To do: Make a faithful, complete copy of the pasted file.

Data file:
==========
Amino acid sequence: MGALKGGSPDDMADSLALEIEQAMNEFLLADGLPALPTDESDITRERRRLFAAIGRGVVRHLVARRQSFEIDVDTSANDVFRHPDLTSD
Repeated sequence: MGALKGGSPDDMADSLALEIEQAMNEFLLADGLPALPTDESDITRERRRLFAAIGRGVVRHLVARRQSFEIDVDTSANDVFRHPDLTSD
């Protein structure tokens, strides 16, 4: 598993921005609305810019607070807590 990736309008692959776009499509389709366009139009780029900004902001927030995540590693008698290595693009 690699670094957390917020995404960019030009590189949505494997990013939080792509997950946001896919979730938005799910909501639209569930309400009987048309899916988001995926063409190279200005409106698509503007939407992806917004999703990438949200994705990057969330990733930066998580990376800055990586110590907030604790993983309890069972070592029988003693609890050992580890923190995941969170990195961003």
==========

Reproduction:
Amino acid sequence: MGALKGGSPDDMADSLALEIEQAMNEFLLADGLPALPTDESDITRERRRLFAAIGRGVVRHLVARRQSFEIDVDTSANDVFRHPDLTSD
Repeated sequence: MGALKGGSPDDMADSLALEIEQAMNEFLLADGLPALPTDESDITRERRRLFAAIGRGVVRHLVARRQSFEIDVDTSANDVFRHPDLTSD
């Protein structure tokens, strides 16, 4: 598993921005609305810019607070807590 990736309008692959776009499509389709366009139009780029900004902001927030995540590693008698290595693009 690699670094957390917020995404960019030009590189949505494997990013939080792509997950946001896919979730938005799910909501639209569930309400009987048309899916988001995926063409190279200005409106698509503007939407992806917004999703990438949200994705990057969330990733930066998580990376800055990586110590907030604790993983309890069972070592029988003693609890050992580890923190995941969170990195961003």